Feat. Pinot Noir


Nearly 2000 years ago, pinot noir originated in France. Over the course of that time, it has become that parent (and grandparent) to many other grapes and has been cloned hundreds of times. (VinePair has an excellent in depth history of pinot noir if you’re interested in learning more.) Pinot noir is considered to be one of the hardest grapes to grow and turn into wine. It grows well in cool climates – it doesn’t fare well in climate changes – and the grape is susceptible to diseases and oxidization. That being said, when a good pinot noir is made, it is a good pinot noir. It is one of the lighter red wines out there, in body, color, and tannins. Though it is a lighter wine, it is also complex, with earthy aromas and fruity flavors such as cherries, plum, and pomegranate. This also makes it a wine that pairs well with many different kinds of dishes. Pinot noir also happens to be its own kind of star – it was essentially another character in the movie Sideways. That movie put pinot noir on the map in a way that wasn’t done before.


Food it pairs well with: Chicken; Duck; Salmon; Mushrooms; Steak; Lamb; Trout


Recommended Recipe: Mushroom Risotto from Food Network


  • 8 cups chicken broth, low sodium
  • 3 tablespoons olive oil, divided
  • 1 onion, diced, divided
  • 2 garlic cloves, minced, divided
  • 1 pound fresh portobello and crimini mushrooms, sliced
  • 2 bay leaves
  • 2 tablespoons fresh thyme, chopped
  • 2 tablespoons fresh Italian parsley, chopped
  • 2 tablespoons butter
  • Salt and pepper
  • 1 tablespoon truffle oil
  • 1-ounce dried porcini mushrooms, wiped of grit
  • 2 cups Arborio rice
  • 1/2 cup dry white wine
  • 1/2 cup fresh Parmesan cheese, grated
  • Fresh Italian parsley, for garnish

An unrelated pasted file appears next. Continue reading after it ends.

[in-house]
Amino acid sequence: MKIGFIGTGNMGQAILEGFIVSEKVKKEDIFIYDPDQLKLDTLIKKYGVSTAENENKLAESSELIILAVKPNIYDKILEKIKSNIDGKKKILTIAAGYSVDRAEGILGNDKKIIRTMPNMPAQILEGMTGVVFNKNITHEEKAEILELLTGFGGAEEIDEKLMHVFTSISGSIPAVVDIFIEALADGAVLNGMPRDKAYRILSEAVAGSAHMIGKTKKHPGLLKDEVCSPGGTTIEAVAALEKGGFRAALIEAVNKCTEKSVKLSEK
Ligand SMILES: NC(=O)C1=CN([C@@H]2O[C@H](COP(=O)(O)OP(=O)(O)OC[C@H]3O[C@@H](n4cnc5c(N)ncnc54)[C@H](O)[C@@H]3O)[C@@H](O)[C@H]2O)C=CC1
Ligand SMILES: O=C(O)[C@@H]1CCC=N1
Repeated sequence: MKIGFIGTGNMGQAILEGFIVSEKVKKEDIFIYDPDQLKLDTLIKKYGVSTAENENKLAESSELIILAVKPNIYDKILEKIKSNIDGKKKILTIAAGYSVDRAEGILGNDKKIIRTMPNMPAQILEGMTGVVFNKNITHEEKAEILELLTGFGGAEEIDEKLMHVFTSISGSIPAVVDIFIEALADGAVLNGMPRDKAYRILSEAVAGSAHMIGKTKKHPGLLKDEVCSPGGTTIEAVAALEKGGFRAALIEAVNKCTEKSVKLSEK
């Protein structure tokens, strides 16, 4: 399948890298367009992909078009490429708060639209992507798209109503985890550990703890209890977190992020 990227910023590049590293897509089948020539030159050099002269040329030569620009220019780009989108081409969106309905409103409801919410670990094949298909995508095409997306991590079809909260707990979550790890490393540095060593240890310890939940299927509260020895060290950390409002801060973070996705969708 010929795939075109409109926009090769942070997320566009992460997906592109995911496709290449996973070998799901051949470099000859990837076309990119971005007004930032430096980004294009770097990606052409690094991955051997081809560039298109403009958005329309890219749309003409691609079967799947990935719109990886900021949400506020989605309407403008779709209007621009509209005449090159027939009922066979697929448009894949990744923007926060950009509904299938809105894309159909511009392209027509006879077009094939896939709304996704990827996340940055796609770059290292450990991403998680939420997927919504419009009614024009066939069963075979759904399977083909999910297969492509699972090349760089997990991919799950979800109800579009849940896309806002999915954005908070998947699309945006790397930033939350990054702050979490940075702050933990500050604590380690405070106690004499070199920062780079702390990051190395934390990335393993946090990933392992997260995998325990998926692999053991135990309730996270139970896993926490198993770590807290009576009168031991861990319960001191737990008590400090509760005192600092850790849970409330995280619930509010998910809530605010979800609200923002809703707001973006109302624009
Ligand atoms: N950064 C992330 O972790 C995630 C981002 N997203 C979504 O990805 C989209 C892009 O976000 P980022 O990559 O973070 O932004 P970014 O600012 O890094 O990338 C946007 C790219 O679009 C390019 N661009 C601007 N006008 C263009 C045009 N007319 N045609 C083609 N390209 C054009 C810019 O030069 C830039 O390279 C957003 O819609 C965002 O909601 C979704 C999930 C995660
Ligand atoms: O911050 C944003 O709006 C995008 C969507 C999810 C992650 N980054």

How to make:

  • Heat the chicken broth in a medium saucepan and keep warm over low heat.
  • Heat 1 tablespoon of oil in a large skillet over medium heat. Add 1/2 onion and 1 clove garlic, cook, stirring, until translucent, about 5 minutes. Add the fresh mushrooms, herbs and butter. Saute for 3 to 5 minutes until lightly browned, season with salt and pepper. Drizzle in truffle oil then add the dried porcini mushrooms which were reconstituted in1 cup of warm chicken broth. Season again with salt and fresh cracked pepper. Saute 1 minute then remove from heat and set aside.
  • Coat a saucepan with remaining 2 tablespoons of oil. Saute the remaining 1/2 onion and garlic clove. Add the rice and stir quickly until it is well-coated and opaque, 1 minute. This step cooks the starchy coating and prevents the grains from sticking. Stir in wine and cook until it is nearly all evaporated.
  • Now, with a ladle, add 1 cup of the warm broth and cook, stirring, until the rice has absorbed the liquid. Add the remaining broth, 1 cup at a time. Continue to cook and stir, allowing the rice to absorb each addition of broth before adding more. The risotto should be slightly firm and creamy, not mushy. Transfer the mushrooms to the rice mixture. Stir in Parmesan cheese, cooking briefly until melted. Top with a drizzle of truffle oil and chopped parsley before serving.


Recommended CO Wines: 5680’ Vineyards Pinot Noir; Wild Women Wine Pinot Noir; Pleasant View Vineyards Pinot Noir; Augustina’s Winery WineChick Pinot Noir; Bigsby’s Folly Pinot Noir (2105 & 2016 Sonoma Coast, Reserve Sonoma Coast, and Willamette Valley)

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